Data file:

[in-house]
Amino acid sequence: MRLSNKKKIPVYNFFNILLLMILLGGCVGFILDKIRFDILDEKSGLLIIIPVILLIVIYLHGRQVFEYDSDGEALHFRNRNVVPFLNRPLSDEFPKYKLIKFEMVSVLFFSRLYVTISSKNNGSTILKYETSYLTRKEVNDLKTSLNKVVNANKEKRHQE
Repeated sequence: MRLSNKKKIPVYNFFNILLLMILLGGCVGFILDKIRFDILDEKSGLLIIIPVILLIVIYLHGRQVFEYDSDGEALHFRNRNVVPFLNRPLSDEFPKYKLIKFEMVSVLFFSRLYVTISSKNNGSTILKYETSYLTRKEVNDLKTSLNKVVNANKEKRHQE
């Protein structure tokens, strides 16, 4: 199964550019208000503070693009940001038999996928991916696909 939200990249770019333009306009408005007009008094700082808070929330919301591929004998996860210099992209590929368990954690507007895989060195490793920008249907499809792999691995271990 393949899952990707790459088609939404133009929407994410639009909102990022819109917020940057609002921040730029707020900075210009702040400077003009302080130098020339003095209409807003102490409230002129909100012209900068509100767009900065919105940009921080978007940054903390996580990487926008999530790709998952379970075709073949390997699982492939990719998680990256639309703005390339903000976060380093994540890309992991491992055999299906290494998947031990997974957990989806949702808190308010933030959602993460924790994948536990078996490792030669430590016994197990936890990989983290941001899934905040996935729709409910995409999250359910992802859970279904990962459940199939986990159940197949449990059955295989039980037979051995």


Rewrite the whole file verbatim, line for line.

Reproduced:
[in-house]
Amino acid sequence: MRLSNKKKIPVYNFFNILLLMILLGGCVGFILDKIRFDILDEKSGLLIIIPVILLIVIYLHGRQVFEYDSDGEALHFRNRNVVPFLNRPLSDEFPKYKLIKFEMVSVLFFSRLYVTISSKNNGSTILKYETSYLTRKEVNDLKTSLNKVVNANKEKRHQE
Repeated sequence: MRLSNKKKIPVYNFFNILLLMILLGGCVGFILDKIRFDILDEKSGLLIIIPVILLIVIYLHGRQVFEYDSDGEALHFRNRNVVPFLNRPLSDEFPKYKLIKFEMVSVLFFSRLYVTISSKNNGSTILKYETSYLTRKEVNDLKTSLNKVVNANKEKRHQE
């Protein structure tokens, strides 16, 4: 199964550019208000503070693009940001038999996928991916696909 939200990249770019333009306009408005007009008094700082808070929330919301591929004998996860210099992209590929368990954690507007895989060195490793920008249907499809792999691995271990 393949899952990707790459088609939404133009929407994410639009909102990022819109917020940057609002921040730029707020900075210009702040400077003009302080130098020339003095209409807003102490409230002129909100012209900068509100767009900065919105940009921080978007940054903390996580990487926008999530790709998952379970075709073949390997699982492939990719998680990256639309703005390339903000976060380093994540890309992991491992055999299906290494998947031990997974957990989806949702808190308010933030959602993460924790994948536990078996490792030669430590016994197990936890990989983290941001899934905040996935729709409910995409999250359910992802859970279904990962459940199939986990159940197949449990059955295989039980037979051995």